REVIEW: As a working-class talent able to joke about his wealth, and as a straight guy comfortable professing his l… twitter.com/i/web/status/1…—
The Prickle (@ThePrickle) August 20, 2019
Frank Skinner is like a box of Milk Tray: no longer the height of fashion, and nor is he trying to be, but safely delicious and varied enough. In the context of his age, class and culture demographic (i.e, a lot of people trust him from the telly while they don’t go in for the arts at large) he is, at moments, fairly radical.
For example, he casually informs his audience about the gay sex act of daisy-chaining, without any apparent judgement, with the punchline being about modern technology. This stuff is precious, for the audience appears largely white, middle-aged or elderly, and straight – people who need a national treasure like Frank to hold their hands as he pushes their boundaries that little bit.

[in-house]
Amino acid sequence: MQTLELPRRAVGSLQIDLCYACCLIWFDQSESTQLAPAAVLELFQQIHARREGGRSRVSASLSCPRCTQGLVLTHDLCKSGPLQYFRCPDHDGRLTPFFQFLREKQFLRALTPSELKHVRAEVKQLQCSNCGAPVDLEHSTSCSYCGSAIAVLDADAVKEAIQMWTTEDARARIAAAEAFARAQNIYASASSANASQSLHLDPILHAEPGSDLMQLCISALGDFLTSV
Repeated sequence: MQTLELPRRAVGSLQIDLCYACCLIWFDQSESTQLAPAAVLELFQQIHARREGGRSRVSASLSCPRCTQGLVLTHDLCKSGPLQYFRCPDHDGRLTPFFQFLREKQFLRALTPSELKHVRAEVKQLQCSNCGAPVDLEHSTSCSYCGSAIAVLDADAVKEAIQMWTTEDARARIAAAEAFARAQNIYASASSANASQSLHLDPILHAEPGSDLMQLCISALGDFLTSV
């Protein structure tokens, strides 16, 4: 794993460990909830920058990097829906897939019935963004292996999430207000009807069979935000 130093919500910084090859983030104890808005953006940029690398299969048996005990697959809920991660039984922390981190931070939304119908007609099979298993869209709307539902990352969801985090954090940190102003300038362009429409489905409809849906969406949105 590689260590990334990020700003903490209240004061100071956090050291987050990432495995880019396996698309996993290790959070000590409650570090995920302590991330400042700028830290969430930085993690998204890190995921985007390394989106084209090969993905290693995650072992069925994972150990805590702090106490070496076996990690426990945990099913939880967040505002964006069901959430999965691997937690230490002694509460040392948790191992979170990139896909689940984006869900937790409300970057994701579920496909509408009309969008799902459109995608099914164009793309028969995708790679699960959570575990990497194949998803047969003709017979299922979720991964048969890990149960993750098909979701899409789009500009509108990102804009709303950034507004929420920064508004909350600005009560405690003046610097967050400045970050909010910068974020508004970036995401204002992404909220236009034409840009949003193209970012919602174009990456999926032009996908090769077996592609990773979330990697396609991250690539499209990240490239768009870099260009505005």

Most of the humour is safe and domestic-feeling, like a mosey about town with a friend who’s just wiser and funnier than most. Sure there are hints of sexism – for example a joke about Mariah Carey where the punchline wasn’t funny enough to justify the judgement – but if this is a little rankling, it’s balanced out by charm and self-effacement.
As a working-class talent able to joke about his wealth, and as a straight guy comfortable professing his low sex drive, Skinner remains a treasured asset: get your middle-aged relatives to invest in an hour with him, and even if they learn nothing they’ll ruddy enjoys themselves.
Playing 9pm at Assembly George Square 12 – 18 August 2019.